If you made it out to the farm for our 2016 Quinn Farm Summer Tour, then you saw firsthand just how spectacular our dry land vegetables are looking. Our Indian corn plots, in particular, are doing very well and while we’ve certainly had more moisture this year, there are several key components to growing dry land vegetables successfully.
Perhaps the most obvious concern for any dry land agriculture, as the name would suggest, is moisture. The northern great plains of Montana are arid, which means we get very little annual rainfall. So water conservation is always at the forefront of our minds and it starts even before we seed.
Plant spacing, when growing dry land vegetables, is very different from an irrigated field or garden. Plants are seeded three to four times as far apart as you might plant them where there’s readily available water. This extra space gives each plant ample room to find and utilize the ground moisture. And believe it or not, we’ve found each plant produces about the same yield as an irrigated plant. Of course, I only have a third to a quarter of the number of plants per acre, so my yields are reduced in that way.
Weed control can be the difference between a successful dry land crop and a total loss. Weeds need water just like any other plant which means keeping them to a minimum is crucial to conserve moisture. In organic agriculture, we do not use chemical herbicides to keep the weeds at bay and must therefore come up with alternative methods. Just prior to seeding, for example, we will always work a field to remove weeds and then cultivate again when our crops are still small. For our corn, when the stalks are still small, we push earth around the base of the plants. This process is called “hilling” and helps to keep the weeds under control as well as provide additional support for the fast-growing stalks. We do the same for the potatoes.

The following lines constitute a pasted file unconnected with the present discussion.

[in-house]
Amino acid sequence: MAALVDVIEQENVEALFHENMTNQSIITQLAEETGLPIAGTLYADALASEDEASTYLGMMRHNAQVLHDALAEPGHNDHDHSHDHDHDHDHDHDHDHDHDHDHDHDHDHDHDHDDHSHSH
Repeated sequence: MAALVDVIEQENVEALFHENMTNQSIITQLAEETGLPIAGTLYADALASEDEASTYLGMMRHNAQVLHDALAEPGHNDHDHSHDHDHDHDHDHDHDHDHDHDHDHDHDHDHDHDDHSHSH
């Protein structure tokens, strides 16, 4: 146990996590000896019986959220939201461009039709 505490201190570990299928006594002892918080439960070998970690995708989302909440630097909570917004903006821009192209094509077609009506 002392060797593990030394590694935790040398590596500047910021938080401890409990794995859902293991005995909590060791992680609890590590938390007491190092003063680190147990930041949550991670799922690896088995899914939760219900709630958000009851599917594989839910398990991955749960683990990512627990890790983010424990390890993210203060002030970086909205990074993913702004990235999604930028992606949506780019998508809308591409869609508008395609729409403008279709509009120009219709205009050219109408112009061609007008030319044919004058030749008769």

Pests are also a concern, especially when it comes to potatoes. Last year our potatoes were ravaged by potato bugs so this year we’ve been keeping a particularly watchful eye out and are picking them by hand daily. This can only be done, of course, with a small patch. And once the corn begins to produce, we will surround the plots with fencing to keep out hungry antelope, deer, skunks and raccoons.
Thus far we have had the most success with storage vegetables, such as potatoes, winter squash and onions, although I am certain success might be had with several other vegetables, especially root and early season crops. It is my hope that what we’re doing here can be used as a model that can be repeated to provide locally grown vegetables for communities all over the semi-arid great plains. It would give local farmers another enterprise to add to their farms and provide local communities with a sustainable, fresh, nutritious and tasty supply of basic vegetables.
Charley’s hard work has really paid off and you can see it in the pristine rows of potatoes, corn and squash. With weeds at a minimum and moisture enough to make any farmer hopeful, we are looking forward to a plentiful harvest this fall.